On the more glamorous side, I also spend quite a bit of time with the great and the good of the celebrity world, trying to involve them in fundraising events and interviewing them for our newsletter (recent interviews have been with Victoria Wood and Bob Hoskins). For example, last summer I attended the Concert For Diana (she was our patron) with some members of our Children’s Theatre who were performing. I stood in the wings at Wembley while they were performing, and afterwards I encouraged them to talk to as many VIP’s as possible. I realised that I was a long way from Linklaters when I was helping the kids talk to the Beckhams...
Finally, nobody ever lets you leave the law behind, so I use my employment law background in an HR context, which comes in useful as we have 90 staff. The role is therefore hugely varied and spans a large range of possible disciplines.
mtl: Do you have any tips for getting into the charity sector?
Kate: I would recommend making speculative applications if you want to work for a charity. Be confident enough to go for it. A recruitment agency told me that I wasn’t right for this job and didn’t have the right skills for it but I persuaded them to give me a shot. When I arrived, the theatre said I was the only candidate they would have considered. So, don’t worry if you don’t have direct experience. The soft skills and transferable skills such as negotiation, interviewing witnesses, communication, advocacy and written fluency will stand you in good stead. Basic things like being able to run a meeting are so important and these skills are scarce in this sector and are needed, so be bold and believe in your ability.
I recognise that I was lucky as my employer took a punt on me, as a wildcard applicant. The fact that I had done work in the corporate responsibility department showed that I had an interest in the sector at least, and I would recommend getting involved with that in your own firm on a voluntary basis if nothing else. More and more in this sector you don’t have to have a fundraising background to be able to do the job as I would say that in my role around 30% of the work is pure fundraising and the remaining 70% is strategic thinking, people management and project management.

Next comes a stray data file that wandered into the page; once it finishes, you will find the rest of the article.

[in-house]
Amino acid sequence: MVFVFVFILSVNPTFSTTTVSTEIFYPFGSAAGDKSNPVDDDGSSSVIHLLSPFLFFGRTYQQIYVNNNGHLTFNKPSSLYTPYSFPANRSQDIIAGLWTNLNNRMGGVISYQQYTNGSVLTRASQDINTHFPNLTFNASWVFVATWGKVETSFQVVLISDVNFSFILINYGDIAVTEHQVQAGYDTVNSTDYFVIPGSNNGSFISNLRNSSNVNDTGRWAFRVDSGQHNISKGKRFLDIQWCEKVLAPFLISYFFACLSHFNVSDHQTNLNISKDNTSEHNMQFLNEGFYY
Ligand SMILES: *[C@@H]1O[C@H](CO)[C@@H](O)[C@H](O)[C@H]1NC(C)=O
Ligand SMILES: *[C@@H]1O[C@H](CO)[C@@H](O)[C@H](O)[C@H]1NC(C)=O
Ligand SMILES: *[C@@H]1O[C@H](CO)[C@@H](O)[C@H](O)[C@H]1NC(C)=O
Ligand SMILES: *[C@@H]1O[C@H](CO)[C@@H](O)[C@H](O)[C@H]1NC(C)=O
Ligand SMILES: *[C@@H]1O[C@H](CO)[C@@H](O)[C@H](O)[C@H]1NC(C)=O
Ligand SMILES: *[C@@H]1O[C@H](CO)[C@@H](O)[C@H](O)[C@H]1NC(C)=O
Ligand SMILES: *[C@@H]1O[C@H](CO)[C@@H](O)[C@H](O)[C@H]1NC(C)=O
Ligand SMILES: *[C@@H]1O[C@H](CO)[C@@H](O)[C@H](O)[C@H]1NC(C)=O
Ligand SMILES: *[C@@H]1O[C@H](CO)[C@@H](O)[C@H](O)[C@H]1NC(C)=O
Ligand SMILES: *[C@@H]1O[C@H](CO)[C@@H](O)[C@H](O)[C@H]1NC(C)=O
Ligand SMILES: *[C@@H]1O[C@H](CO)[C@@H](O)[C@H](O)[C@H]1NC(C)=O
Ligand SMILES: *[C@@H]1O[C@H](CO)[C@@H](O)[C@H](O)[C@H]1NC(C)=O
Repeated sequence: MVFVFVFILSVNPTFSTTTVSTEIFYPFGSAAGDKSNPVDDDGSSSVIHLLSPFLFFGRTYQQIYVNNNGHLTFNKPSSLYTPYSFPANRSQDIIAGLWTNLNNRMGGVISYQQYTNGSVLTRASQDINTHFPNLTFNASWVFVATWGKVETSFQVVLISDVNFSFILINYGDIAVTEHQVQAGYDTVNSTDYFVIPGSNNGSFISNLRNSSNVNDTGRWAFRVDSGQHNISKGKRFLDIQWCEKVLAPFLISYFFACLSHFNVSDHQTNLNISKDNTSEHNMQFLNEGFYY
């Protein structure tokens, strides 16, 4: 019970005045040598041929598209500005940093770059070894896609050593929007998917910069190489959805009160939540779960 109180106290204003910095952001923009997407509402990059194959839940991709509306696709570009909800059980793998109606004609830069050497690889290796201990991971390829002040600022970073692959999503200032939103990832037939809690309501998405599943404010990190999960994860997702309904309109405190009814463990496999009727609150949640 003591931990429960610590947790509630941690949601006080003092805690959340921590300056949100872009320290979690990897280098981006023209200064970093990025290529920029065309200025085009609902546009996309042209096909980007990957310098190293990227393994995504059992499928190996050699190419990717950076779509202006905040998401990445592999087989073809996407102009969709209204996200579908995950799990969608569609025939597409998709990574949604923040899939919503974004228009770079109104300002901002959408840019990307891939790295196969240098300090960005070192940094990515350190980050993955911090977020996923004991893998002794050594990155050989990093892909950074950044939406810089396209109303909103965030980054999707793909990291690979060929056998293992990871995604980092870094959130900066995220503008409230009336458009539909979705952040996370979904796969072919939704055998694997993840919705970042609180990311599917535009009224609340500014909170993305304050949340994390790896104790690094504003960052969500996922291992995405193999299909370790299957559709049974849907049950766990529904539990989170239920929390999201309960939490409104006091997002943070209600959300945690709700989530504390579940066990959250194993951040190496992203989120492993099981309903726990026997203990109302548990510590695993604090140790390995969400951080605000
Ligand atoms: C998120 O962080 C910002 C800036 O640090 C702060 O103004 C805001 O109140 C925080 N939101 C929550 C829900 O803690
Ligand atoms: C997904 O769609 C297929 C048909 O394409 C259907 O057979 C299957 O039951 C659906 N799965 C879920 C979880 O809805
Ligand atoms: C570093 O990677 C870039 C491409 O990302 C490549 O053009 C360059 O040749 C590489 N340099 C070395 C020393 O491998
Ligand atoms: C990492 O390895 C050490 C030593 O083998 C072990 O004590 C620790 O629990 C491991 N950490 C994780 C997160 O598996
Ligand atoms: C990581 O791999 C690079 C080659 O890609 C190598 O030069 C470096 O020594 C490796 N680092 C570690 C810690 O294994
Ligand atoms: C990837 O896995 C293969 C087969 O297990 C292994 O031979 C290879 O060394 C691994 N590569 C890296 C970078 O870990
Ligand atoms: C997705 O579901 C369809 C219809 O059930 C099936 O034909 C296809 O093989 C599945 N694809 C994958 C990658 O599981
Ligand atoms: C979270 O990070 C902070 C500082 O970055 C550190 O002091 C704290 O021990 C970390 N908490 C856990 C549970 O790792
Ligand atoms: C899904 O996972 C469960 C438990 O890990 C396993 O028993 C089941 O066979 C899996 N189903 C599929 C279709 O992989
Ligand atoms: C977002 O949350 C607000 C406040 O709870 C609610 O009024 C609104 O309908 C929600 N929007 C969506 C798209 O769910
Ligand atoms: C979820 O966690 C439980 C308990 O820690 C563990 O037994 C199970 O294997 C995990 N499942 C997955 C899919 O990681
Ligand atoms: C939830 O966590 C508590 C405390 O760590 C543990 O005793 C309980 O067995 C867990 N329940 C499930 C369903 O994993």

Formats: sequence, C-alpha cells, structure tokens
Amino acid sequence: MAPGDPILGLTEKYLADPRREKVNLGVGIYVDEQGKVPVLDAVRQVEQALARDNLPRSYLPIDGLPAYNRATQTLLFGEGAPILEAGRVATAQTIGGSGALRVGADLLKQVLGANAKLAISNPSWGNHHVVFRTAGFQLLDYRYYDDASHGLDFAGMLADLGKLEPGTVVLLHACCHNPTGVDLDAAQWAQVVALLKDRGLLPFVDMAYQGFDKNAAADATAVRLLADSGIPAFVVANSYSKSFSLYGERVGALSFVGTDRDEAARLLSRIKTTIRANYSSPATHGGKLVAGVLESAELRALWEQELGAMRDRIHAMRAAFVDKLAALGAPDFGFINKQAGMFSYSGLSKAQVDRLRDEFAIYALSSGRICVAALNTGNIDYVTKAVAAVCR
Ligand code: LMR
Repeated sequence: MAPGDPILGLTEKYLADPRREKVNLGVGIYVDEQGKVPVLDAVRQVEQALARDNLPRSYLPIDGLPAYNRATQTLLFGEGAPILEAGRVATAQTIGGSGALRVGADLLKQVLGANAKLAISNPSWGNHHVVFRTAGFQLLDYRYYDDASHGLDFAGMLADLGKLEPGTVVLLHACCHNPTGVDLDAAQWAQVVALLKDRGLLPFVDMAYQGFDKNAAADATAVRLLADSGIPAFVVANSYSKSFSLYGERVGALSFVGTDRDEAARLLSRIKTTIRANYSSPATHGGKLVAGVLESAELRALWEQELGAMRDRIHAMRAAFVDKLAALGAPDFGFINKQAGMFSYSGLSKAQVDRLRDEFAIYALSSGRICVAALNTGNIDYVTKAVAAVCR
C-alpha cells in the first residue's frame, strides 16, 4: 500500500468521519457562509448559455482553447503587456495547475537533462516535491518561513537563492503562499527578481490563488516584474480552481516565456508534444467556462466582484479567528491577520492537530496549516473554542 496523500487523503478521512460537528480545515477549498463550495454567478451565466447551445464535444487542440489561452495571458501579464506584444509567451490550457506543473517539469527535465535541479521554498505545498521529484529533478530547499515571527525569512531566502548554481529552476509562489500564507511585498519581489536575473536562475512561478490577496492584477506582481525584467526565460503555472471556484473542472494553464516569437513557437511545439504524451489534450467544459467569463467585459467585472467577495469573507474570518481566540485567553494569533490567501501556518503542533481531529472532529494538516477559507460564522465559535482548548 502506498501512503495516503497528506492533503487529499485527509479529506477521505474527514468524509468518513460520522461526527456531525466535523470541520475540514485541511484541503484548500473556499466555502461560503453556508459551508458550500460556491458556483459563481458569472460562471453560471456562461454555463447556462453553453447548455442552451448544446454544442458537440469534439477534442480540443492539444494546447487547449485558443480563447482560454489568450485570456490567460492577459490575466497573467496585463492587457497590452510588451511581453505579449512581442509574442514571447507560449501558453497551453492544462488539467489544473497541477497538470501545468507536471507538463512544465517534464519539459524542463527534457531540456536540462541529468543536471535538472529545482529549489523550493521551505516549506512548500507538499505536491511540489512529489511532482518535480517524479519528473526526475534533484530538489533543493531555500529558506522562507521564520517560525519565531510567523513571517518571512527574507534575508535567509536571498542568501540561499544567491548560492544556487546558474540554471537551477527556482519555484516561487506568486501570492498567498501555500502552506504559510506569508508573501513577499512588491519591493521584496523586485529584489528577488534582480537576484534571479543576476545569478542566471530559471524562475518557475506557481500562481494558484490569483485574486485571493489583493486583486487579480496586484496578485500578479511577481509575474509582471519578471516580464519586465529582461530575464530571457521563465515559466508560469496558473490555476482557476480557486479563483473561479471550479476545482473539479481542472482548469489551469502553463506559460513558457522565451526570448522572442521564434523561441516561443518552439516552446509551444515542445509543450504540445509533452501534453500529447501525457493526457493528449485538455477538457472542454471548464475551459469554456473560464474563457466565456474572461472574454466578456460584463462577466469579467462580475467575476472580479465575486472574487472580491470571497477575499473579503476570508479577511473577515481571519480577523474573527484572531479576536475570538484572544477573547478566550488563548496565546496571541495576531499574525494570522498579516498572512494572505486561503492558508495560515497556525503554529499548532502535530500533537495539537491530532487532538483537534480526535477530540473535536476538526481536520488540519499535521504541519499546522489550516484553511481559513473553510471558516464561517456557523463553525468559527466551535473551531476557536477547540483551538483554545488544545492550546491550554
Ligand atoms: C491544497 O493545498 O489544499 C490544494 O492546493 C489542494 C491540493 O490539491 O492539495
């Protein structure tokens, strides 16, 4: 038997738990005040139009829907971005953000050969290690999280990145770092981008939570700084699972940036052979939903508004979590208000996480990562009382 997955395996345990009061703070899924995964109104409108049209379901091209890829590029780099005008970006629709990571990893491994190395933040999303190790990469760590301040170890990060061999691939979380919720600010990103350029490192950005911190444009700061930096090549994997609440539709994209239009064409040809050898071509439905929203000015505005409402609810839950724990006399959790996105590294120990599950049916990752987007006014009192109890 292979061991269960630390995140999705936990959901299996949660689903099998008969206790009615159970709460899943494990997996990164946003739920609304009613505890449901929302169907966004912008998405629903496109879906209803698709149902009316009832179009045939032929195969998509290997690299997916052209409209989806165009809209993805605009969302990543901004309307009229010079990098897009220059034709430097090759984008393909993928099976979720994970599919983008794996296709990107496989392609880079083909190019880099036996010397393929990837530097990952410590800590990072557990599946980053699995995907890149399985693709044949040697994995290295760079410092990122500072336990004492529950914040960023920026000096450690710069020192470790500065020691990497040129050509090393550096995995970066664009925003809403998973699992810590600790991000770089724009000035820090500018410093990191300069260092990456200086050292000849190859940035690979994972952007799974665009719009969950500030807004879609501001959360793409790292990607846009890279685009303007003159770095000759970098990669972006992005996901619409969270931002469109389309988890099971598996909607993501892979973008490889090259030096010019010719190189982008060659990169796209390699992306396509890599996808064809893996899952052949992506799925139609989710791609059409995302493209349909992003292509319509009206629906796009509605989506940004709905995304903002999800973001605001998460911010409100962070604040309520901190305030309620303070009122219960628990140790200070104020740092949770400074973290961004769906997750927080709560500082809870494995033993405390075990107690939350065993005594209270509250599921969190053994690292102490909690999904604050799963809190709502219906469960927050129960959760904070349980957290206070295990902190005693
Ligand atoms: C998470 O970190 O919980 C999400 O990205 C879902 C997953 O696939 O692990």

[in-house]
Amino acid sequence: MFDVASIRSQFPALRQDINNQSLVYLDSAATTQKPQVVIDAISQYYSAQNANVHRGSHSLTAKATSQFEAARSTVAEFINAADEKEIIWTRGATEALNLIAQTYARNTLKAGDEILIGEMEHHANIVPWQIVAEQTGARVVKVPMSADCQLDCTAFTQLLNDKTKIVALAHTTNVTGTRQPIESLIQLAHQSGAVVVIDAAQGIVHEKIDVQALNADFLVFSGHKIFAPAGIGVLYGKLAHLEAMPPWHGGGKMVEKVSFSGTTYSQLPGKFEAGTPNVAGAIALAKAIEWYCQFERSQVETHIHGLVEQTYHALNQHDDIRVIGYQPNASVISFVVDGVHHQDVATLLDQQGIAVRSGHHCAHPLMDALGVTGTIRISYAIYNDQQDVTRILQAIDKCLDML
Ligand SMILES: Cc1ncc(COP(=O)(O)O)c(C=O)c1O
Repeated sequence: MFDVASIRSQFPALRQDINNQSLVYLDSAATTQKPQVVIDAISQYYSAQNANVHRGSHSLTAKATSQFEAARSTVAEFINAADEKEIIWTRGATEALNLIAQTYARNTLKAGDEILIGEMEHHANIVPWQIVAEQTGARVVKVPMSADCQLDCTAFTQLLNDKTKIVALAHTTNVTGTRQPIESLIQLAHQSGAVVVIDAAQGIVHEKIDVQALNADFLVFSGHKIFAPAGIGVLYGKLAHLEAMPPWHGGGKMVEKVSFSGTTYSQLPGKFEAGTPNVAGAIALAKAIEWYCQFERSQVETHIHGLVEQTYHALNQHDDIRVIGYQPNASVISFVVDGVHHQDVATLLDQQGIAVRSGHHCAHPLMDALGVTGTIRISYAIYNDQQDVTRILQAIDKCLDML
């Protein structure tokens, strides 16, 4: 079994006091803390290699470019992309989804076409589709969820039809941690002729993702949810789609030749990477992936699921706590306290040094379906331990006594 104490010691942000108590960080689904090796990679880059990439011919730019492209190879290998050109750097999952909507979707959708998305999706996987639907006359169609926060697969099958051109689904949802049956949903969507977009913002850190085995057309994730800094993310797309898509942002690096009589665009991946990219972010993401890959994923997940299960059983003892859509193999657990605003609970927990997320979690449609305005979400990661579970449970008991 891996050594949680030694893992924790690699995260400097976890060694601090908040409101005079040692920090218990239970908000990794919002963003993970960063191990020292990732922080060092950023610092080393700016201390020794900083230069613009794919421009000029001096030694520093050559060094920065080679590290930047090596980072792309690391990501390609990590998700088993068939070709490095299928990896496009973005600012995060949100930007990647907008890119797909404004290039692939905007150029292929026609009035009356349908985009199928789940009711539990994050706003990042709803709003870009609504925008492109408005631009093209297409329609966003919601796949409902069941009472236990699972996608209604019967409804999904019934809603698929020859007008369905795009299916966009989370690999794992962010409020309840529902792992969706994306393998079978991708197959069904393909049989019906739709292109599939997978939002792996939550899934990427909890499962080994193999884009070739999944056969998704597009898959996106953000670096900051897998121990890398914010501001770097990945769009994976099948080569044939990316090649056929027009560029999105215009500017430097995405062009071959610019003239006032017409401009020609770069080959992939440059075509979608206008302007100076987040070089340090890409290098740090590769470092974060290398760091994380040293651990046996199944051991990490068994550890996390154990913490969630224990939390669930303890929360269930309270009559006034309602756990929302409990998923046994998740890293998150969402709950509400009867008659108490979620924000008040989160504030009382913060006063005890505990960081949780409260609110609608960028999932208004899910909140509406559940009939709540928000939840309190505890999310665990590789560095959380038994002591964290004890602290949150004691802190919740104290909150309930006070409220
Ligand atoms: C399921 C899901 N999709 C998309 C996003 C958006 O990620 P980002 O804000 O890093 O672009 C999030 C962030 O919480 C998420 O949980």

mtl: Do you have any comments on career change?
Kate: As far as career change in general, I think that it is a great thing to do. I came to the conclusion that you don’t write your memoirs sitting at Linklaters! Although it’s an amazing place, I have experienced so much in the last two years that I would never have been exposed to in the City had I not moved. I really enjoyed Linklaters and I left to experience something new rather than to escape. I would therefore say that if you want a change, leave law before you are desperate to leave. It gives you a position of strength and that comes across in an interview.
I have to be honest and say that I found the cultural shift from a big, well-resourced corporation to a small, poorly-resourced charity difficult. It has been a real challenge but the days when it is, I walk out of my office next door into the theatre and see 60 eleven year olds buzzing with excitement and hope. Seeing the direct impact of my hard work makes the job worth it, gives me immediate job satisfaction and is inspirational. Parents tell me that the theatre has changed their child’s life, which is lovely to hear. I have no regrets about leaving law. I wouldn’t go back but I feel fond of where I’ve come from because it has given me the skills to do what I do now.
You won’t make as much money in the charity sector, so you need to be happy and accepting of that in advance. I have never worked as hard and never had so much challenge and responsibility, but it’s worthwhile because ultimately I care about my work passionately. That’s what keeps me up at night - but also puts me to sleep with a smile on my face.
mtl: Thanks Kate.
To see more information about the Chickenshed and what’s on there, click here.
To read about Kate’s own charity, The Michael Varah Memorial Fund, which she set up in 2007, click here.
If you know any other ex-lawyers who have gone and done something interesting or unusual with their lives then please get in touch.